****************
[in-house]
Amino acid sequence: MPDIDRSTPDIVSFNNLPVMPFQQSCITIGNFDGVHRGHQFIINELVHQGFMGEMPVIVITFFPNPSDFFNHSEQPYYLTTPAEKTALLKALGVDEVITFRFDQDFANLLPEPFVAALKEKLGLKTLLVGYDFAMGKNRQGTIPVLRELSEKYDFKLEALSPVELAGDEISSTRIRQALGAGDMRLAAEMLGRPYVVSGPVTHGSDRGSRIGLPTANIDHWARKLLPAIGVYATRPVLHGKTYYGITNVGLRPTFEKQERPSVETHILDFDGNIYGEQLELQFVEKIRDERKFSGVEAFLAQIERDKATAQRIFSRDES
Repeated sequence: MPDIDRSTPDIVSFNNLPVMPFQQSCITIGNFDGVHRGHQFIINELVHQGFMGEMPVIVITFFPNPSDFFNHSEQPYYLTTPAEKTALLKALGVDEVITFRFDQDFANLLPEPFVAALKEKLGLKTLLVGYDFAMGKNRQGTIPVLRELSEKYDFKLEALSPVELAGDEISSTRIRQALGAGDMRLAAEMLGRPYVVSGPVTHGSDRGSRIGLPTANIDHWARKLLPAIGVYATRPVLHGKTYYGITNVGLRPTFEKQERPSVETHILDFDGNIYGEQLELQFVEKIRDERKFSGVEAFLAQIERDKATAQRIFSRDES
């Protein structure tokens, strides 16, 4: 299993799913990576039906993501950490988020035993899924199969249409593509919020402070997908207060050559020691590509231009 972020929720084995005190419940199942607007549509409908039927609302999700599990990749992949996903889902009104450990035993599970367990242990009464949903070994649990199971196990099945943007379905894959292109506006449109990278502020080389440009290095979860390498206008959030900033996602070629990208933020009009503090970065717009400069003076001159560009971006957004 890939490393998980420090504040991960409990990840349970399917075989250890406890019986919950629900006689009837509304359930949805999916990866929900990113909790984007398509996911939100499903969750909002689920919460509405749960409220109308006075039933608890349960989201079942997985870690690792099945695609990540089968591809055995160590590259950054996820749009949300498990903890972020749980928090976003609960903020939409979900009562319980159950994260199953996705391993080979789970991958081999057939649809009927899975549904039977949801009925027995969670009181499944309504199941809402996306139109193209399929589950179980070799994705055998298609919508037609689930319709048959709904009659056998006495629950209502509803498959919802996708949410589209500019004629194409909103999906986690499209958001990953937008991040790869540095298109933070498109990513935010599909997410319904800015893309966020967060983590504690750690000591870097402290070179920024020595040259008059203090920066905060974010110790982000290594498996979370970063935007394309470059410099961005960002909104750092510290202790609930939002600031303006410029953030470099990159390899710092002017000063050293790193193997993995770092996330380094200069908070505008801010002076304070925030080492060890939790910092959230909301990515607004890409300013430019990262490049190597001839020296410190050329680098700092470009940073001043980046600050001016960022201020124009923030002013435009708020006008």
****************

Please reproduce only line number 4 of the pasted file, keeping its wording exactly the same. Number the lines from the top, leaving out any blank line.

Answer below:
């Protein structure tokens, strides 16, 4: 299993799913990576039906993501950490988020035993899924199969249409593509919020402070997908207060050559020691590509231009 972020929720084995005190419940199942607007549509409908039927609302999700599990990749992949996903889902009104450990035993599970367990242990009464949903070994649990199971196990099945943007379905894959292109506006449109990278502020080389440009290095979860390498206008959030900033996602070629990208933020009009503090970065717009400069003076001159560009971006957004 890939490393998980420090504040991960409990990840349970399917075989250890406890019986919950629900006689009837509304359930949805999916990866929900990113909790984007398509996911939100499903969750909002689920919460509405749960409220109308006075039933608890349960989201079942997985870690690792099945695609990540089968591809055995160590590259950054996820749009949300498990903890972020749980928090976003609960903020939409979900009562319980159950994260199953996705391993080979789970991958081999057939649809009927899975549904039977949801009925027995969670009181499944309504199941809402996306139109193209399929589950179980070799994705055998298609919508037609689930319709048959709904009659056998006495629950209502509803498959919802996708949410589209500019004629194409909103999906986690499209958001990953937008991040790869540095298109933070498109990513935010599909997410319904800015893309966020967060983590504690750690000591870097402290070179920024020595040259008059203090920066905060974010110790982000290594498996979370970063935007394309470059410099961005960002909104750092510290202790609930939002600031303006410029953030470099990159390899710092002017000063050293790193193997993995770092996330380094200069908070505008801010002076304070925030080492060890939790910092959230909301990515607004890409300013430019990262490049190597001839020296410190050329680098700092470009940073001043980046600050001016960022201020124009923030002013435009708020006008």